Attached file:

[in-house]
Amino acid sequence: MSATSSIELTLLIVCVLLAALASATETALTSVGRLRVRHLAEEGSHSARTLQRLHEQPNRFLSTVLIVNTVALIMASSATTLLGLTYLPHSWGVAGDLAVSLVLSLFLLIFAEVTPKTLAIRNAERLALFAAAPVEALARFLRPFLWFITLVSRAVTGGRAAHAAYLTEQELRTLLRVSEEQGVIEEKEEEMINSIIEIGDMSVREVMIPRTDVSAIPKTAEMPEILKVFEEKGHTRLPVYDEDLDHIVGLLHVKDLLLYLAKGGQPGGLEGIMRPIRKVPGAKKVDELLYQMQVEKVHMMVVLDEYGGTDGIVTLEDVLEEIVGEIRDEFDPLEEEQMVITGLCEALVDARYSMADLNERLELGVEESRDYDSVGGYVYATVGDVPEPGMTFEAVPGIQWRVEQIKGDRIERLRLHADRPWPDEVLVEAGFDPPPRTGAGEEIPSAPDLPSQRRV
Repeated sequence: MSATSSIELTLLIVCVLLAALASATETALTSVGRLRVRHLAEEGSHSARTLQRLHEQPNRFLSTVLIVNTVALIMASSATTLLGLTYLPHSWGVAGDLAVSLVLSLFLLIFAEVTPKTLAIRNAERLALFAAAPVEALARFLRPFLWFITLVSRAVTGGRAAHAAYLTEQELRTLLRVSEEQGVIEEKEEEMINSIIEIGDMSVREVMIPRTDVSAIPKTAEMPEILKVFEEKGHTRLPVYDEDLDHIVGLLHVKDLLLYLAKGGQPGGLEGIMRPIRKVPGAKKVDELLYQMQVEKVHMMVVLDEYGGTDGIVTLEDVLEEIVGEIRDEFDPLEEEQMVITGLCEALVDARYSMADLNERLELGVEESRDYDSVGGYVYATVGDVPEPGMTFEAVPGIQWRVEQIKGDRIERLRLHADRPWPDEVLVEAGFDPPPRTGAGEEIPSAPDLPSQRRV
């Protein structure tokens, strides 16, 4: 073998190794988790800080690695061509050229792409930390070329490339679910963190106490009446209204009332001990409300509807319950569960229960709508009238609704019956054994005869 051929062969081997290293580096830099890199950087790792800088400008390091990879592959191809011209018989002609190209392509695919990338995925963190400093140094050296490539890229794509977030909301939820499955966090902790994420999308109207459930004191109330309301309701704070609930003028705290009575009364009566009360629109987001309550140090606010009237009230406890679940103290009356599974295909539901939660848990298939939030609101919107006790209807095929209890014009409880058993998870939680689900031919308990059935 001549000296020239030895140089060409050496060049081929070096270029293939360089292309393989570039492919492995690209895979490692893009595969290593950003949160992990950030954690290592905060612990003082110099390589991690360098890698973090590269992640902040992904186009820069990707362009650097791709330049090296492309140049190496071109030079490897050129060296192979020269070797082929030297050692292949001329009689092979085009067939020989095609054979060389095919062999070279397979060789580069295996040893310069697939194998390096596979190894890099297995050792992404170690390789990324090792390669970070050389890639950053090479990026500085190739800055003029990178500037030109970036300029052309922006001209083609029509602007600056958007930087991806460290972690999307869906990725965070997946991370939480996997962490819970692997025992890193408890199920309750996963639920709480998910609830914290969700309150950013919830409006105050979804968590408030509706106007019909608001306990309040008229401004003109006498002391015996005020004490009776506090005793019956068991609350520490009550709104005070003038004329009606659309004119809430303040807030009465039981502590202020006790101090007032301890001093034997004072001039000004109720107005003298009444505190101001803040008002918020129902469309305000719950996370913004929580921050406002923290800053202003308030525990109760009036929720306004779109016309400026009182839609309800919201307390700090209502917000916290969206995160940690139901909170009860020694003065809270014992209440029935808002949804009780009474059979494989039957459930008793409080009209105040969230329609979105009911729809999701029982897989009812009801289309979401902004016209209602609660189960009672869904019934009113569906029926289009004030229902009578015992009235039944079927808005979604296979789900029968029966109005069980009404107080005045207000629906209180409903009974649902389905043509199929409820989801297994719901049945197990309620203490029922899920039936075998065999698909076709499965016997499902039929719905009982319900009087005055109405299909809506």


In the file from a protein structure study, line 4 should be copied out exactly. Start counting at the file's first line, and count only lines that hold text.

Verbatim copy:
């Protein structure tokens, strides 16, 4: 073998190794988790800080690695061509050229792409930390070329490339679910963190106490009446209204009332001990409300509807319950569960229960709508009238609704019956054994005869 051929062969081997290293580096830099890199950087790792800088400008390091990879592959191809011209018989002609190209392509695919990338995925963190400093140094050296490539890229794509977030909301939820499955966090902790994420999308109207459930004191109330309301309701704070609930003028705290009575009364009566009360629109987001309550140090606010009237009230406890679940103290009356599974295909539901939660848990298939939030609101919107006790209807095929209890014009409880058993998870939680689900031919308990059935 001549000296020239030895140089060409050496060049081929070096270029293939360089292309393989570039492919492995690209895979490692893009595969290593950003949160992990950030954690290592905060612990003082110099390589991690360098890698973090590269992640902040992904186009820069990707362009650097791709330049090296492309140049190496071109030079490897050129060296192979020269070797082929030297050692292949001329009689092979085009067939020989095609054979060389095919062999070279397979060789580069295996040893310069697939194998390096596979190894890099297995050792992404170690390789990324090792390669970070050389890639950053090479990026500085190739800055003029990178500037030109970036300029052309922006001209083609029509602007600056958007930087991806460290972690999307869906990725965070997946991370939480996997962490819970692997025992890193408890199920309750996963639920709480998910609830914290969700309150950013919830409006105050979804968590408030509706106007019909608001306990309040008229401004003109006498002391015996005020004490009776506090005793019956068991609350520490009550709104005070003038004329009606659309004119809430303040807030009465039981502590202020006790101090007032301890001093034997004072001039000004109720107005003298009444505190101001803040008002918020129902469309305000719950996370913004929580921050406002923290800053202003308030525990109760009036929720306004779109016309400026009182839609309800919201307390700090209502917000916290969206995160940690139901909170009860020694003065809270014992209440029935808002949804009780009474059979494989039957459930008793409080009209105040969230329609979105009911729809999701029982897989009812009801289309979401902004016209209602609660189960009672869904019934009113569906029926289009004030229902009578015992009235039944079927808005979604296979789900029968029966109005069980009404107080005045207000629906209180409903009974649902389905043509199929409820989801297994719901049945197990309620203490029922899920039936075998065999698909076709499965016997499902039929719905009982319900009087005055109405299909809506």